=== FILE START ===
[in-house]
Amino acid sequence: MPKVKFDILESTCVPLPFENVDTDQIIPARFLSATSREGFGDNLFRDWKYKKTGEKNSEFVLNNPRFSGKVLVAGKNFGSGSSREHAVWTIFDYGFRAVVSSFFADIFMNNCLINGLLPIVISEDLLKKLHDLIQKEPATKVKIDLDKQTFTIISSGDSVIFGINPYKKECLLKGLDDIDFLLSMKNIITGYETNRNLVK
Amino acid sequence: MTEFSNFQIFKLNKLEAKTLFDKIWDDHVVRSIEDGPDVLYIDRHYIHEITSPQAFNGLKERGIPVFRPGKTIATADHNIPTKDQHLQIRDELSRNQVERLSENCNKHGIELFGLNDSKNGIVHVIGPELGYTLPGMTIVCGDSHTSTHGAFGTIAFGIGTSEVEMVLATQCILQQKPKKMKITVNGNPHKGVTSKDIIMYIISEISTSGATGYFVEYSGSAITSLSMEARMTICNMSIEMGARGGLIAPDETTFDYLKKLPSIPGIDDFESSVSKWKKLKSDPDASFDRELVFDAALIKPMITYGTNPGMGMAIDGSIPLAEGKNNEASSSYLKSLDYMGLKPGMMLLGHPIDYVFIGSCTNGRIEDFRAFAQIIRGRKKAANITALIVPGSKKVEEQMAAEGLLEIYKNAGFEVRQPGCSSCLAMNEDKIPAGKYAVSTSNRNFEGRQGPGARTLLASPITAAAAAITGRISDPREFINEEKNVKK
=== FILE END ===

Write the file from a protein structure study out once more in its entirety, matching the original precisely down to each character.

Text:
[in-house]
Amino acid sequence: MPKVKFDILESTCVPLPFENVDTDQIIPARFLSATSREGFGDNLFRDWKYKKTGEKNSEFVLNNPRFSGKVLVAGKNFGSGSSREHAVWTIFDYGFRAVVSSFFADIFMNNCLINGLLPIVISEDLLKKLHDLIQKEPATKVKIDLDKQTFTIISSGDSVIFGINPYKKECLLKGLDDIDFLLSMKNIITGYETNRNLVK
Amino acid sequence: MTEFSNFQIFKLNKLEAKTLFDKIWDDHVVRSIEDGPDVLYIDRHYIHEITSPQAFNGLKERGIPVFRPGKTIATADHNIPTKDQHLQIRDELSRNQVERLSENCNKHGIELFGLNDSKNGIVHVIGPELGYTLPGMTIVCGDSHTSTHGAFGTIAFGIGTSEVEMVLATQCILQQKPKKMKITVNGNPHKGVTSKDIIMYIISEISTSGATGYFVEYSGSAITSLSMEARMTICNMSIEMGARGGLIAPDETTFDYLKKLPSIPGIDDFESSVSKWKKLKSDPDASFDRELVFDAALIKPMITYGTNPGMGMAIDGSIPLAEGKNNEASSSYLKSLDYMGLKPGMMLLGHPIDYVFIGSCTNGRIEDFRAFAQIIRGRKKAANITALIVPGSKKVEEQMAAEGLLEIYKNAGFEVRQPGCSSCLAMNEDKIPAGKYAVSTSNRNFEGRQGPGARTLLASPITAAAAAITGRISDPREFINEEKNVKK